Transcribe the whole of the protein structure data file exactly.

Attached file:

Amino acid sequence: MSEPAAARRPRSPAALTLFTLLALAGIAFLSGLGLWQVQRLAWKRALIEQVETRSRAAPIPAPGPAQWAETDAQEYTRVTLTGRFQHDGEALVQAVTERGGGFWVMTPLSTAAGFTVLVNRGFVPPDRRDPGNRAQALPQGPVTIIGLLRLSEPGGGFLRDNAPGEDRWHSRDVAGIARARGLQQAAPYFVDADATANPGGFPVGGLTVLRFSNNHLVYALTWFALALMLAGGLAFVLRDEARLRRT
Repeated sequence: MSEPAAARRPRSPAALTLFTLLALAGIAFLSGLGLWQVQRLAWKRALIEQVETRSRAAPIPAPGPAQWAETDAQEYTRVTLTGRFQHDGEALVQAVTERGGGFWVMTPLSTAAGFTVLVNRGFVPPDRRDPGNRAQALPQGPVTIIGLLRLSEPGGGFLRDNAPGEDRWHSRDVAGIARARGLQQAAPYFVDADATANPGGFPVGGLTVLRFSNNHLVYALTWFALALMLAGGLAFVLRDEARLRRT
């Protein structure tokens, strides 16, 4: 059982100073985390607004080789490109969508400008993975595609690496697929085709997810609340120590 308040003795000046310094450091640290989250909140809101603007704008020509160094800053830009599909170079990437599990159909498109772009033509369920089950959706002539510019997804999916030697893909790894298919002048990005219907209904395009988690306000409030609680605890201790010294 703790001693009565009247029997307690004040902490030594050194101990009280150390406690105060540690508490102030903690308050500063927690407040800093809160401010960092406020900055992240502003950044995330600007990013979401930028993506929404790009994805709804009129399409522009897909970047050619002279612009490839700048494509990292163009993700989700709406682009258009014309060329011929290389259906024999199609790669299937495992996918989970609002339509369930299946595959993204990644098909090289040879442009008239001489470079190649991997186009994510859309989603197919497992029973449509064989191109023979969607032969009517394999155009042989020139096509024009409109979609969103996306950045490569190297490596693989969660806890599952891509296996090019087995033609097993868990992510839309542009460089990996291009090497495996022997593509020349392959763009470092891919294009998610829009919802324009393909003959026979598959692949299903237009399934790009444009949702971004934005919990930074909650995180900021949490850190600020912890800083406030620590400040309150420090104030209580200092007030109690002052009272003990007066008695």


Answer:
Amino acid sequence: MSEPAAARRPRSPAALTLFTLLALAGIAFLSGLGLWQVQRLAWKRALIEQVETRSRAAPIPAPGPAQWAETDAQEYTRVTLTGRFQHDGEALVQAVTERGGGFWVMTPLSTAAGFTVLVNRGFVPPDRRDPGNRAQALPQGPVTIIGLLRLSEPGGGFLRDNAPGEDRWHSRDVAGIARARGLQQAAPYFVDADATANPGGFPVGGLTVLRFSNNHLVYALTWFALALMLAGGLAFVLRDEARLRRT
Repeated sequence: MSEPAAARRPRSPAALTLFTLLALAGIAFLSGLGLWQVQRLAWKRALIEQVETRSRAAPIPAPGPAQWAETDAQEYTRVTLTGRFQHDGEALVQAVTERGGGFWVMTPLSTAAGFTVLVNRGFVPPDRRDPGNRAQALPQGPVTIIGLLRLSEPGGGFLRDNAPGEDRWHSRDVAGIARARGLQQAAPYFVDADATANPGGFPVGGLTVLRFSNNHLVYALTWFALALMLAGGLAFVLRDEARLRRT
């Protein structure tokens, strides 16, 4: 059982100073985390607004080789490109969508400008993975595609690496697929085709997810609340120590 308040003795000046310094450091640290989250909140809101603007704008020509160094800053830009599909170079990437599990159909498109772009033509369920089950959706002539510019997804999916030697893909790894298919002048990005219907209904395009988690306000409030609680605890201790010294 703790001693009565009247029997307690004040902490030594050194101990009280150390406690105060540690508490102030903690308050500063927690407040800093809160401010960092406020900055992240502003950044995330600007990013979401930028993506929404790009994805709804009129399409522009897909970047050619002279612009490839700048494509990292163009993700989700709406682009258009014309060329011929290389259906024999199609790669299937495992996918989970609002339509369930299946595959993204990644098909090289040879442009008239001489470079190649991997186009994510859309989603197919497992029973449509064989191109023979969607032969009517394999155009042989020139096509024009409109979609969103996306950045490569190297490596693989969660806890599952891509296996090019087995033609097993868990992510839309542009460089990996291009090497495996022997593509020349392959763009470092891919294009998610829009919802324009393909003959026979598959692949299903237009399934790009444009949702971004934005919990930074909650995180900021949490850190600020912890800083406030620590400040309150420090104030209580200092007030109690002052009272003990007066008695």